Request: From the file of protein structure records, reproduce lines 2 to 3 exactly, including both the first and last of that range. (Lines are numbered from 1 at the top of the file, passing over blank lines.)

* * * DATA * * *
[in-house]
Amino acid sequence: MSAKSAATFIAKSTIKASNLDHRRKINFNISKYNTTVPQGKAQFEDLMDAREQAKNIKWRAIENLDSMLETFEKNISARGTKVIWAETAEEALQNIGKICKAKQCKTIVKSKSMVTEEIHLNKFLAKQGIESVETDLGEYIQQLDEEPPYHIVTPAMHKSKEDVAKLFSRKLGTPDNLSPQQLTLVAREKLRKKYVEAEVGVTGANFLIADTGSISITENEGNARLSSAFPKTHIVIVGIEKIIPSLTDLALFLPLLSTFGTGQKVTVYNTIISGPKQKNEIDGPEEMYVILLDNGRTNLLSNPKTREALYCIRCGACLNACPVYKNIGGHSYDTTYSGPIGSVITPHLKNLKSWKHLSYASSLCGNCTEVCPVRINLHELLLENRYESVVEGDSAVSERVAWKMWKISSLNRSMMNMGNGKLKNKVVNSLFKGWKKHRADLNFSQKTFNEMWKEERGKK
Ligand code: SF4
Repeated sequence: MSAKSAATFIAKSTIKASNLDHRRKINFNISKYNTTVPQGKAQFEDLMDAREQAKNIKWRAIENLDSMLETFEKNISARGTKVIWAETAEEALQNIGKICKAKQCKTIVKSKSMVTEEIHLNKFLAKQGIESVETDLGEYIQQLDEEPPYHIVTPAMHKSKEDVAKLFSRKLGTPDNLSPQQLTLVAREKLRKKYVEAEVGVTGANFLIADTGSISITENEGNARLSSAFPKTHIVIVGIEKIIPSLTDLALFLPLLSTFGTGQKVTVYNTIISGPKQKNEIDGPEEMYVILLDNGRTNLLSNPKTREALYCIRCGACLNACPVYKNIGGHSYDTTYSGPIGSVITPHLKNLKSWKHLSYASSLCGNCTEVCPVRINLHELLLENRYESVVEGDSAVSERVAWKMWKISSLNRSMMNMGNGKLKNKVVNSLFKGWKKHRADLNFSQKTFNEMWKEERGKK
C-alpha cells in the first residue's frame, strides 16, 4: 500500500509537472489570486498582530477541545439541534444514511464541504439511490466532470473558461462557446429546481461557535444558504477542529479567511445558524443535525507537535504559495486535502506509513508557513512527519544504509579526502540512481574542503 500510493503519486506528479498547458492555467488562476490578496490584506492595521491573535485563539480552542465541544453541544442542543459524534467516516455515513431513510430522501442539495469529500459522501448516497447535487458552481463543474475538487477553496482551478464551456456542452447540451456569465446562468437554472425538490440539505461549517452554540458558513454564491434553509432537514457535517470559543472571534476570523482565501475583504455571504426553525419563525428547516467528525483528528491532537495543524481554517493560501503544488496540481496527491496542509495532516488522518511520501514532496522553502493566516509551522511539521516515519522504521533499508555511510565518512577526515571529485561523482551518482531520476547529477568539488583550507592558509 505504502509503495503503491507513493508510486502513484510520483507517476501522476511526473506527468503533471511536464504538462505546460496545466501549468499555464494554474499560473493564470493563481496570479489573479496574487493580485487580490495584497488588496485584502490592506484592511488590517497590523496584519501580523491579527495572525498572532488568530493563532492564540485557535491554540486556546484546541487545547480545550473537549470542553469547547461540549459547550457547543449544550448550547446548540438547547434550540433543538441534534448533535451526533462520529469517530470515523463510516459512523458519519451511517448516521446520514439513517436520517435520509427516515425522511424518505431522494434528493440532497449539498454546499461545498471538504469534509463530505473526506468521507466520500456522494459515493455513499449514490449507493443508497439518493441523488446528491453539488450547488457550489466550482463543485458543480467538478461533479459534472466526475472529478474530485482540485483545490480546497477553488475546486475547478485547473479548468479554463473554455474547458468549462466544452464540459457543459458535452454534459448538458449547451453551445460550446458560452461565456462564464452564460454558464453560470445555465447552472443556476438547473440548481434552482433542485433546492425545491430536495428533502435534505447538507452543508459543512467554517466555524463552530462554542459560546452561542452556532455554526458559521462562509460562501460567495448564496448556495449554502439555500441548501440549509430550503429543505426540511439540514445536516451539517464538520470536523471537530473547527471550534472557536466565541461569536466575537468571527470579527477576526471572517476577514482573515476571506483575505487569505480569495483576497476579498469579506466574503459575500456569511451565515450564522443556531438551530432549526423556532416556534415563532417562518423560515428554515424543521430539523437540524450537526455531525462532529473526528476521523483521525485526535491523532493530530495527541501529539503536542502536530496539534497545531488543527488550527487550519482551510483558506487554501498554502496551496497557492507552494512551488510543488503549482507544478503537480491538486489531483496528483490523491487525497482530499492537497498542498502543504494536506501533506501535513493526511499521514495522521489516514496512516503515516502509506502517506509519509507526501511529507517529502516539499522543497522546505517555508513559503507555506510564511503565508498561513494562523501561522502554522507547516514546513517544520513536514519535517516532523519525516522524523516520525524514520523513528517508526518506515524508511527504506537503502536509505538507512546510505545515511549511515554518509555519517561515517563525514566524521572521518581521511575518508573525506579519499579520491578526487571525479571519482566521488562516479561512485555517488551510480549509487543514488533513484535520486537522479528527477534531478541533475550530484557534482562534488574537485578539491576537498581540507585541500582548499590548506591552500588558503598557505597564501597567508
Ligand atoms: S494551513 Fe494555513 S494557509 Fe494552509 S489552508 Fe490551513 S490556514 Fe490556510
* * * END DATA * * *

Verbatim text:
Amino acid sequence: MSAKSAATFIAKSTIKASNLDHRRKINFNISKYNTTVPQGKAQFEDLMDAREQAKNIKWRAIENLDSMLETFEKNISARGTKVIWAETAEEALQNIGKICKAKQCKTIVKSKSMVTEEIHLNKFLAKQGIESVETDLGEYIQQLDEEPPYHIVTPAMHKSKEDVAKLFSRKLGTPDNLSPQQLTLVAREKLRKKYVEAEVGVTGANFLIADTGSISITENEGNARLSSAFPKTHIVIVGIEKIIPSLTDLALFLPLLSTFGTGQKVTVYNTIISGPKQKNEIDGPEEMYVILLDNGRTNLLSNPKTREALYCIRCGACLNACPVYKNIGGHSYDTTYSGPIGSVITPHLKNLKSWKHLSYASSLCGNCTEVCPVRINLHELLLENRYESVVEGDSAVSERVAWKMWKISSLNRSMMNMGNGKLKNKVVNSLFKGWKKHRADLNFSQKTFNEMWKEERGKK
Ligand code: SF4